Come On Get Happy
The Arcada Theatre hosts a rare evening with David Cassidy
By Deborah L. Kunesh
Copyright 2007 by Deborah L. Kunesh
Mention the name David Cassidy and most likely, visions of the ultra-cool, dreamy Keith Partridge crooning “I Think I Love You” come to mind. In the background, a mirage that includes a multi-colored school bus filled with a groovy musical family, touting tambourines, drums, a band manager and beckoning vocal pipes. The Partridge Family, with it’s mix of music, teen idols, family television drama and high jinks, all added up to a television show that so many of us grew up on and loved.
The Arcada Theatre, continuing its series of nostalgia concerts with former teen idols that have included Davy Jones and Frankie Avalon, will host a rare evening with David Cassidy on July 6th.
Though Cassidy is probably best known for playing Keith Partridge on the Partridge Family television series, alongside his step mom Shirley Jones (who played his mom on the series), Cassidy also enjoyed enormous success on his own, garnering teen idol status not only during the run of the show, but also on the concert tours he tirelessly undertook, some while still working on the series. He also enjoyed success before his intense popularity blossomed as the eldest Partridge child and went on afterwards to pursue many different avenues of creative endeavors.
His career included insane travel schedules in between filming the television series, and his concerts had a rap for creating hysteria among young girls who would push towards the stage to get closer to him. “It scared a lot of people because there was so much hysteria surrounding my concerts,” said Cassidy. “A lot of parents didn’t want their daughters to come to the shows thinking that they were going to get hurt. Thank God it’s not like that anymore. It’s fun and it’s very high energy, but it’s not hysteria, thank God. People actually listen to the songs and it’s great.”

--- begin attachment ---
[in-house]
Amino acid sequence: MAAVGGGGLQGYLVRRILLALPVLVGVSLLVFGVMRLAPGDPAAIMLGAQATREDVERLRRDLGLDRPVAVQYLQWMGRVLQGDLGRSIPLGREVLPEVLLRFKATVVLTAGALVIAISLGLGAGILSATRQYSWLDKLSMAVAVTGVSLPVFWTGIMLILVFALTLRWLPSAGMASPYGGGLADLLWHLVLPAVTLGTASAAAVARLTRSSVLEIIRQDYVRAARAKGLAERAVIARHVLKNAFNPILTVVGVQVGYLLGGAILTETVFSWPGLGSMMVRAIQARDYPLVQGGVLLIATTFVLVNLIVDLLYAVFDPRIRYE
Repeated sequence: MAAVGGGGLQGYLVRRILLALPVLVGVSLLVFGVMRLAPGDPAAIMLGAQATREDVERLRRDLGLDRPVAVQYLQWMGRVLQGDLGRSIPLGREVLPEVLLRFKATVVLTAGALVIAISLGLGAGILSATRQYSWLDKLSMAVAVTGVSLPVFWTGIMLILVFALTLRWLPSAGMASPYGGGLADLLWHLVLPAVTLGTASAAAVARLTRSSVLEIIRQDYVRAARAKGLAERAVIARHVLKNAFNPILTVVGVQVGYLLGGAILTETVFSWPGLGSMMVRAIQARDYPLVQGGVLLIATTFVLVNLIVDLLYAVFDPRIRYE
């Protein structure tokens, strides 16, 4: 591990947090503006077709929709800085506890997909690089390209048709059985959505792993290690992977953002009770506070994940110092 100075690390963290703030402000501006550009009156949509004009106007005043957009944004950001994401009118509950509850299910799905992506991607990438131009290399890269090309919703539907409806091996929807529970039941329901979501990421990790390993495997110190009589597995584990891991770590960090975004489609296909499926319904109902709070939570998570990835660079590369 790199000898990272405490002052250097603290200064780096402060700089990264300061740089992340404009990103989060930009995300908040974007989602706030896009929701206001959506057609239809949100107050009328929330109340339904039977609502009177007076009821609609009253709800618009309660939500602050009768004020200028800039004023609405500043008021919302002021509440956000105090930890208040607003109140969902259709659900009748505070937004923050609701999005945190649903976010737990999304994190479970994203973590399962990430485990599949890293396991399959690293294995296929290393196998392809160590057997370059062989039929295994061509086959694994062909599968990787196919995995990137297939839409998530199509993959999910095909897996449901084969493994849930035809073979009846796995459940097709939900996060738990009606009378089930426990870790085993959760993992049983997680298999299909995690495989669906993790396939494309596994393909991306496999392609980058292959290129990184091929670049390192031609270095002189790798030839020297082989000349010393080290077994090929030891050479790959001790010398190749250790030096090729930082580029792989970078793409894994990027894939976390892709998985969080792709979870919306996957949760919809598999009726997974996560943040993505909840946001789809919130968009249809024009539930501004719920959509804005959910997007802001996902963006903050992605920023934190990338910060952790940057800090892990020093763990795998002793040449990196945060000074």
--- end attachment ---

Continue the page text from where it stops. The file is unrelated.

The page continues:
Cassidy’s fan club became the largest in the history of the music business, surpassing those of even The Beatles and Elvis. He went on to receive Grammy nominations for his solo career and did some notable acting including television and stage, Broadway, where he starred in the original production of “Joseph and the Amazing Technicolor Dreamcoat” and London’s West End where he starred in “Time” with Sir Laurence Olivier. In 1994 he broke box office records in “Blood Brothers” along with his brother Shaun, and ended up turning his EFX show at the MGM Grand Hotel, into one of the biggest attractions in Las Vegas. After that he partnered with award-winning writer/producer Don Reo to create “The Rat Pack is Back!” which played to sold-out audiences at Las Vegas Desert Inn and also at the Sahara Hotel & Casino. Simultaneously, Cassidy and Reo also wrote and produced “At The Copa” in which he starred the following year at the Rio, which also included new songs written by Cassidy.
Cassidy will take the stage at 8 p.m. on July 6th and recently took some time out to speak with us by phone about his career, fame and his upcoming Arcada show.
Q & A With David Cassidy